I like to collect and research idioms, although I’m not too sure how to describe them. I suppose a phrase that is used where a meaning is not deducible from the words in it, something like “Over the Moon” for example, to convey happiness.
To feel or to look like a proper Charlie is one that I have heard used in my family and generally throughout my entire life, possibly not so much now, but I think most people would get the inference; to feel or look like an idiot. Something occurred in my last post that made me think about the phrase’s origins.
The two modern terms can be discounted. The American emanating from the Vietnam war for their opposition known as the VC (Victor Charlie in the military alphabet) and the term used for Cocaine.
Most internet searches will throw up the same answers, but as these mostly appear word for word it looks as if cut and paste was the easy option for their authors. The main argument is that the term derives from Cockney rhyming slang. There’s three, Charlie Hunt, which we’ll move on from quickly, Charlie Ronce and Charlie Smirke.
The first one, rather obscene and a version I’ve never encountered before to my mind isn’t correct. I believe that the actual usage is “Berk” as in Berkshire Hunt or sometimes Berkley Hunt.
The Charlie Ronce one does have a bit of traction as it’s connotation is the word “Ponce”, as in a man who lives off a prostitute’s earnings, a word that was in use in the mid 19th century and I would put the idiom down to well before the 20th century, but it is a stretch to make it fit the meaning and I’ve also seen the usage of Johnny, Freddy, Bill and Harry as a prefix.
This last one appears to be an actual person, a jockey in the 1930s through to the 1950s and a very successful one, so why the inference to an idiot? I can’t see it, and to feel or look like a champion jockey is not something that I have ever likened myself or anyone else to. Possibly it could be a derogatory term used by Bookmakers, but I can’t see that passing into common parlance.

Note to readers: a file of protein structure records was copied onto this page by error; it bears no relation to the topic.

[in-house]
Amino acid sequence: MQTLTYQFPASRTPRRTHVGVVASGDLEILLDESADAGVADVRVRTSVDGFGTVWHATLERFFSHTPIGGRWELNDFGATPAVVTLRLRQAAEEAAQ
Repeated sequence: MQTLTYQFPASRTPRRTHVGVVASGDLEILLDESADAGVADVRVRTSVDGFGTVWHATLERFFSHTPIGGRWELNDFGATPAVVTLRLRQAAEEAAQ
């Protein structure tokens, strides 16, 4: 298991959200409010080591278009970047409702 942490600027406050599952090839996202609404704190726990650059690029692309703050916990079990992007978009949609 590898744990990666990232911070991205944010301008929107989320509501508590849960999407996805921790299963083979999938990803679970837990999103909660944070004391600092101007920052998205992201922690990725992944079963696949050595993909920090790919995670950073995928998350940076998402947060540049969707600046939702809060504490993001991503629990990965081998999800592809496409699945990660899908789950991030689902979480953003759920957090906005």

One link that fits perfectly is that of circus clown, Charlie Cairoli. A clown, an idiot, it’s a good link, but this Charlie’s heyday was again the 1930s and 40s and I’m now certain that the idiom is even older than the Ponce reference. The reason for this certainty is that which I mentioned earlier, something I came across in my last post.
I was telling the story of an incident that happened in 1789 and involved a Night Watchman called Caught with your trousers down. I wanted an image to convey what such a person looked like and in doing so found this engraving, which reads in the footnote “A “Charley” or London Watchman of the 18th century“
Back in the 18th century and well before the job of Nightwatchman was usually foisted onto some local inhabitant of an area, in very rare cases someone would volunteer, but it was not a position that was coveted. So, in most cases the watchman who in most cases was very badly paid, if at all, was shall we say a little tardy in his duties. They were mostly old men, not at the peek of physical fitness and with a habit of sleeping while on duty. This earned them a certain amount of contempt for their laziness and ineptitude in catching wrong doers and they were usually held up to public ridicule as not being fit for purpose. This image of the lazy, incompetent watchman goes back a l further two hundred years to the time of Shakespeare, who made them comic figures in his play Much Ado About Nothing. Just to add to this it appears that the last of the Nightwatchman to hang up his stick and lantern was none other than a Charlie Rouse.
Charlie Rouse, Brixton 1875
I have not managed to find any published article linking the idiom to the job of Nightwatchman, but I’m content with my assumption and will confidently tell anyone who will listen, but publish my findings? Not on your Nelly! I might end up looking like the title of the piece or worse!
NB. I inadvertently seem to have found my next idiom topic, as I have no idea who Nelly was or when she was about. My Gran was called Nelly, but I doubt it’s her.